The debate centers around the validity of using Market Exchange Rates (MERs), as the IPCC does, or Purchasing Power Parity (PPP) as the basis for predicting future economic output.  The responses of the IPCC (also referred to in this context as the SRES Teams) have now been reviewed by an expert in economic statistics, Jacob Ryten, a leading figure in the development, evaluation and implementation of the International Comparisons Programme.


Mr. Ryten comments that he “cannot help being shocked by the contrast between the [IPCC] Teams’ bold assertions and peremptory dismissal of the arguments advanced by Castles and Henderson, and their manifest ignorance of the conceptual and practical issues involved in developing and using intercountry measures of economic product.”  Mr. Ryten concludes (referring to the IPCC’s choice of MER over PPP) that, “Worse than rejecting a statistical measure of which one is ignorant even though it appears to answer an intelligible question is accepting one about which one is equally ignorant but answers no intelligible questions whatsoever.”  Ryten's paper is to appear in a forthcoming issue of Energy & Environment.


The criticisms have also been investigated by Professor Warwick McKibbin of the Australian National University and the Brookings Institution and two co-authors (the resulting paper is now available on the Lowy Institute website at ation.asp?pid=129).  Professor McKibbin and his colleagues have also prepared and are considering the publication of a reduced version of the paper which focuses on the SRES aspects.  Among its more important conclusions are:

*    The SRES scenarios in their present form are neither transparent nor reproducible. The relationship between the driving force assumptions and projected emissions is “far from clear,” and until this information is made available “it is difficult to assess the usefulness of the SRES projections;”

*    There are various problems with these projections which would arise if the SRES authors had done what they said they had done, but “it may just be that the models did something completely different to what is suggested in the SRES report;”

*    It is crucial to understand the drivers of emissions projections and their sensitivity to changes in key assumptions, but “this understanding cannot be gleaned from the SRES in its current form;” and

*    The broad range of projections produced by the IPCC without any sense of likelihood is “of limited use to policymakers” and is “potentially misleading.”


The current state of the debate was summed up by the Economist (May 27) as follows:  “The IPCC claims that measuring at PPP or market exchange rates does not affect the economy any more than a switch from degrees Celsius to Fahrenheit alters the temperature. But the analogy is wrong. PPP and market exchange rates, unlike Celsius and Fahrenheit, are measuring different things. That should not be too hard an idea for scientists to grasp.”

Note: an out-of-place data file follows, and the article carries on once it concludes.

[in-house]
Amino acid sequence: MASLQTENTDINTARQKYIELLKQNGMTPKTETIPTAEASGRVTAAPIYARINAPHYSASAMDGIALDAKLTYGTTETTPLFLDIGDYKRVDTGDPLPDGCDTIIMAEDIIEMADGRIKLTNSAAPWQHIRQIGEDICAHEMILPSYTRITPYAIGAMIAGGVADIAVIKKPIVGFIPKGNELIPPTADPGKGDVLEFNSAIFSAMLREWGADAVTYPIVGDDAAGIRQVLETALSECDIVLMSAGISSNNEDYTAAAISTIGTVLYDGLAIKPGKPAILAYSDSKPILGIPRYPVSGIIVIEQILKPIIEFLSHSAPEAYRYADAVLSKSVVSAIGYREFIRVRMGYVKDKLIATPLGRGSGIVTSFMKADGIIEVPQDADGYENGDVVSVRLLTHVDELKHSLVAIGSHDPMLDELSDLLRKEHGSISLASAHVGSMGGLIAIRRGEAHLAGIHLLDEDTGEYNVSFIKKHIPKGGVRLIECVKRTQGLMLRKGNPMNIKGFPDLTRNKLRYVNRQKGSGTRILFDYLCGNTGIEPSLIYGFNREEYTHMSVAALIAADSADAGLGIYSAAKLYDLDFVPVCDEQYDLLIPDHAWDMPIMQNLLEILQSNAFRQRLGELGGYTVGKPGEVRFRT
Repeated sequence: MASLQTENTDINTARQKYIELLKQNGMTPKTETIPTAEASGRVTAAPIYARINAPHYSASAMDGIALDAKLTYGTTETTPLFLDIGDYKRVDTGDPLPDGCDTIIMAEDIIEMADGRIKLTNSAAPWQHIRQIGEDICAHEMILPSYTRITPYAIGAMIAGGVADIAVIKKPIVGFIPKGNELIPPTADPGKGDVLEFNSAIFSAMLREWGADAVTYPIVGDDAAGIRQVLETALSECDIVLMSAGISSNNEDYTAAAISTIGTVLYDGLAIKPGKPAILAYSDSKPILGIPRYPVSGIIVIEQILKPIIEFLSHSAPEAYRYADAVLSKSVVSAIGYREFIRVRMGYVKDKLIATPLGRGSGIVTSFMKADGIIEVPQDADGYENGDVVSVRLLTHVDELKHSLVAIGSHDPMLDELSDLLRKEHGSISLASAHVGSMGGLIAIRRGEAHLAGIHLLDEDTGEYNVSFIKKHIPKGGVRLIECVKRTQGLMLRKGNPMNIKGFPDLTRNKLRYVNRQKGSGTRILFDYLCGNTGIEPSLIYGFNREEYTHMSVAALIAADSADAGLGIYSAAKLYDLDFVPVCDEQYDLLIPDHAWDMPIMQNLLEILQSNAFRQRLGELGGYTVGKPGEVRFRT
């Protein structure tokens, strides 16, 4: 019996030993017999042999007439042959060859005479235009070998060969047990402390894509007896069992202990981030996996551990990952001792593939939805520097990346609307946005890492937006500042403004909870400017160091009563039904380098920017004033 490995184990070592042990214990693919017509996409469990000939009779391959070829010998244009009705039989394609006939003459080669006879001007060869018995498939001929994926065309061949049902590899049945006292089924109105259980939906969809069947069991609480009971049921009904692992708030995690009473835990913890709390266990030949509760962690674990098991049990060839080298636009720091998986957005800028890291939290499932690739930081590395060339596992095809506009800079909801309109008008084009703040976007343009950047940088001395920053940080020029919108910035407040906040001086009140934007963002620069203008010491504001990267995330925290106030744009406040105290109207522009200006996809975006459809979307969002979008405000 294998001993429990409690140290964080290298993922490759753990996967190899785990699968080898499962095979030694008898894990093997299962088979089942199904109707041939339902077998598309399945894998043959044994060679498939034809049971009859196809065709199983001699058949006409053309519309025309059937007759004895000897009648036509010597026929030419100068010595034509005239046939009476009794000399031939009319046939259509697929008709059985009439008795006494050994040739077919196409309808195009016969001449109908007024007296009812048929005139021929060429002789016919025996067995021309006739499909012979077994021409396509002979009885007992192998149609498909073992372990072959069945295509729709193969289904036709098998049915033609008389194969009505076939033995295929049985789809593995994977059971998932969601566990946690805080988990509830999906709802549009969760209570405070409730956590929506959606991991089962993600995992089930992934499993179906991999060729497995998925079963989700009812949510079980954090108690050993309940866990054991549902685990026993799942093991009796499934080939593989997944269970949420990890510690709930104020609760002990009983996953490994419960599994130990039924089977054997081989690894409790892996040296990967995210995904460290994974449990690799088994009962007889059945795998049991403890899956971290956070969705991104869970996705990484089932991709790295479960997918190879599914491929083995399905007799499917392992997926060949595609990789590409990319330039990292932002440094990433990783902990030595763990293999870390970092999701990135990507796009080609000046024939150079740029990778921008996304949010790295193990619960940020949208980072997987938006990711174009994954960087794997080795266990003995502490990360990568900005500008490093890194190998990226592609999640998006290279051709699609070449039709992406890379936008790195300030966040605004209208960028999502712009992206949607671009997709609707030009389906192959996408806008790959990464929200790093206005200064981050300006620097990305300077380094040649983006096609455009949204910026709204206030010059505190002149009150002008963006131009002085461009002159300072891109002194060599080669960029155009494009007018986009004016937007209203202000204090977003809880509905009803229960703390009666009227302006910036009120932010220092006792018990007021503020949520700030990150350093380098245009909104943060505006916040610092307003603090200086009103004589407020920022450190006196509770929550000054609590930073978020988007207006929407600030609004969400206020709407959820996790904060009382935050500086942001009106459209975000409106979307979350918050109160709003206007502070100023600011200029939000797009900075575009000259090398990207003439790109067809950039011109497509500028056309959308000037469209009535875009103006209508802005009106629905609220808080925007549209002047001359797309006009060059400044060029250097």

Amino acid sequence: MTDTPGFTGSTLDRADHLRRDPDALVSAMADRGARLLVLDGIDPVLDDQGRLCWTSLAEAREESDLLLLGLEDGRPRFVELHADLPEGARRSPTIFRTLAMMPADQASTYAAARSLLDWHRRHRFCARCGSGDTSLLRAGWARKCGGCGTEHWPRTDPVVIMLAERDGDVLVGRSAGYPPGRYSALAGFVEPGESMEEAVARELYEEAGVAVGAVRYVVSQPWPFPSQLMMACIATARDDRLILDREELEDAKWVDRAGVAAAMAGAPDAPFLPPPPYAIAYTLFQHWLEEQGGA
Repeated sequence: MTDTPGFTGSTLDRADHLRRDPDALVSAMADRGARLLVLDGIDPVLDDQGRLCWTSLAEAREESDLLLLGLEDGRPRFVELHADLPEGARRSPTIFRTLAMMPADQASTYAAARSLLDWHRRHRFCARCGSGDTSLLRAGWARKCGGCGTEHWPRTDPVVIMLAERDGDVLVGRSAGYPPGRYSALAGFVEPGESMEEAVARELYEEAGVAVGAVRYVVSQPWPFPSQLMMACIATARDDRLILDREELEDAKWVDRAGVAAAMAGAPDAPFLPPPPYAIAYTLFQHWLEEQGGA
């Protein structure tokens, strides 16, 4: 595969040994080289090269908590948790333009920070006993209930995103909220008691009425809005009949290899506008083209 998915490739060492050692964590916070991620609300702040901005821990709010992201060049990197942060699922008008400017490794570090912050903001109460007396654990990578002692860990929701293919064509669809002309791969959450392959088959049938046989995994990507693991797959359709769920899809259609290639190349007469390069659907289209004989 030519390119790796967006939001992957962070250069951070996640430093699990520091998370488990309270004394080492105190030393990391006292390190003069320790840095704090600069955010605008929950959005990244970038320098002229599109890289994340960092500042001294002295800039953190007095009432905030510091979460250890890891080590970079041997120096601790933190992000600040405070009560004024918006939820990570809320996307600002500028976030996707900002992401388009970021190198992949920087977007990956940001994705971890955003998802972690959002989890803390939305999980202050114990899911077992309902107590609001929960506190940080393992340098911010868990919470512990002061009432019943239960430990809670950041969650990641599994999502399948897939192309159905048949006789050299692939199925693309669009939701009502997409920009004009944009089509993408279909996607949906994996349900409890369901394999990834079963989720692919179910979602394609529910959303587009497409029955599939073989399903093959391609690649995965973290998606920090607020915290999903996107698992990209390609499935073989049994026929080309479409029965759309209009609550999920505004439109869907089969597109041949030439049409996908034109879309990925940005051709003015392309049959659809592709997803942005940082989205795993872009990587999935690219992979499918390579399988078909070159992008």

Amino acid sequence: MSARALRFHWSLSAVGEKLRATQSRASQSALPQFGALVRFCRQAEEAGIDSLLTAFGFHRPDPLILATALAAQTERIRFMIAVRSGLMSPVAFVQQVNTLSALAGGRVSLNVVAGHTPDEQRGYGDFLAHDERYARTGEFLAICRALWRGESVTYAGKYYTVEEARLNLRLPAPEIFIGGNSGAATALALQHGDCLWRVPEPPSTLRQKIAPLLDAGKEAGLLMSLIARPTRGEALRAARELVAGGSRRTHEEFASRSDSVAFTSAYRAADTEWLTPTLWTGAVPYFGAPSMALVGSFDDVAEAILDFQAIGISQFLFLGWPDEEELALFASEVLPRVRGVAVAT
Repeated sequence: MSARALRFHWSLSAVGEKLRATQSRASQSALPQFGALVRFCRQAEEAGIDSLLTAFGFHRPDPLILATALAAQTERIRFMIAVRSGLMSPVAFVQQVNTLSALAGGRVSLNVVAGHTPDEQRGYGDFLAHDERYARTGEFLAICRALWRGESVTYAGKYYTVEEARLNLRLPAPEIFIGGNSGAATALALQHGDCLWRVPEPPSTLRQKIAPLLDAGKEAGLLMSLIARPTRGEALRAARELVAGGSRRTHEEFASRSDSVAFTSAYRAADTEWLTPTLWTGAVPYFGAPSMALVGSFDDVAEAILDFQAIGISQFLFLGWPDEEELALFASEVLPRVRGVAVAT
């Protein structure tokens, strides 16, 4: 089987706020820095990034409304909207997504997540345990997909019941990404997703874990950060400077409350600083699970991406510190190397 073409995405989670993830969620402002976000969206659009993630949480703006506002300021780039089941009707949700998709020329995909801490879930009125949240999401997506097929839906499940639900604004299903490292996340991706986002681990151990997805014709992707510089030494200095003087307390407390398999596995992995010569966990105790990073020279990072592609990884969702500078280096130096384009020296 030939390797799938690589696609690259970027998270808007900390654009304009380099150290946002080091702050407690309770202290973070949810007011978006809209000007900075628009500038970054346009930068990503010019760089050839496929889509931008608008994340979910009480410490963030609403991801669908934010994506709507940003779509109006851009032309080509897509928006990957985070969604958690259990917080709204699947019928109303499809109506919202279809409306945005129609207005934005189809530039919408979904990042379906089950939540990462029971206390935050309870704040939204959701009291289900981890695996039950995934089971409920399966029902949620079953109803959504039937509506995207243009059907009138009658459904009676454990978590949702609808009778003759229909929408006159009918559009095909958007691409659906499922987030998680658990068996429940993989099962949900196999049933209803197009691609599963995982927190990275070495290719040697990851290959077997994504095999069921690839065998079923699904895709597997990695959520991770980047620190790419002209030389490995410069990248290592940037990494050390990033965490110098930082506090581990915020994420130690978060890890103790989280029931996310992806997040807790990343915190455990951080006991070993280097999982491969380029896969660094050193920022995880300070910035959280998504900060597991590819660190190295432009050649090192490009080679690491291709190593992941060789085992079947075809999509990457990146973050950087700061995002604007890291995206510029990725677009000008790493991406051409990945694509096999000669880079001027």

European Companies Not Ready for Emissions Trading


Only one-third of European companies that will be affected by the new EU Emissions Trading Scheme have yet addressed the issue by creating a budget for compliance, a recent survey found.  The new plan, introduced to implement Europe’s Kyoto pledges, mandates significant reductions in the emission of greenhouse gases by 2005 and beyond.


The survey by LogicaCMG, a European consulting firm, was aimed at assessing whether corporations were dealing with the Emissions Trading Scheme beyond boardroom discussions and impact studies.  They explained, “A good measure of this is the willingness to commit real money in the form of budget allocation.”  It was found, however, that 91 percent of all companies are currently taking some sort of action to gauge how the regulatory scheme would affect their profits.  Approximately two-thirds of those surveyed have created staff positions strictly for monitoring CO2 regulatory issues.


Twenty percent of the surveyed corporations were unsure as to whether they would be emissions sellers or purchasers.  Of these, many felt they must first wait for a market to develop before deciding.  The report concluded by claiming that “trading plans are not a high priority at present, with the vast majority understandably focused on actions necessary to prepare for full compliance, at least in the short term.”  The lack of planning may explain why companies are only now realizing the serious effects the trading scheme will have on their profitability.




Another New Paper Disputes Surface Temperature Record


Historical climate data that had previously been thought to exhibit a slight warming trend has come under fire in another newly published scientific srticle (see story in the last issue on the McKitrick and Michaels paper).  The United States Historical Climatology Network’s (USHCN) temperature database, the most widely used and highly respected database available for regional scale analysis in the U. S., has been shown to have significant biases toward higher temperatures that have apparently been overlooked in years past.  This finding is evident despite the fact that the dataset had been previously adjusted for a variety of temperature discrepancies, ranging from missing temperature data to the transition from mercurial to electronic sensing equipment.  Scientists Robert C. Balling Jr. and Shouraseni Sen Roy found in their recent study published in the Geophysical Research Letters (May 1, 2004) that the USHCN temperature data is considerably upward biased.


Using spatial entropy to estimate disorder in the pattern of temperature changes across the 1,221 USHCN climate monitoring stations, Balling and Roy found that some “questionable warming signals” existed at some stations.  Spatial entropy is a measure of disorder or dissimilarity of the distribution of the USHCN’s weather stations.


Continuing, “Stepwise multiple regression analyses were conducted with latitude, latitude squared, longitude, longitude squared, and elevation as…potential independent variables in explaining spatial variance in the temperature change values.”  They found all of the independent variables to be highly significant with regards to the temperature increase, meaning that some bias must exist within the dataset.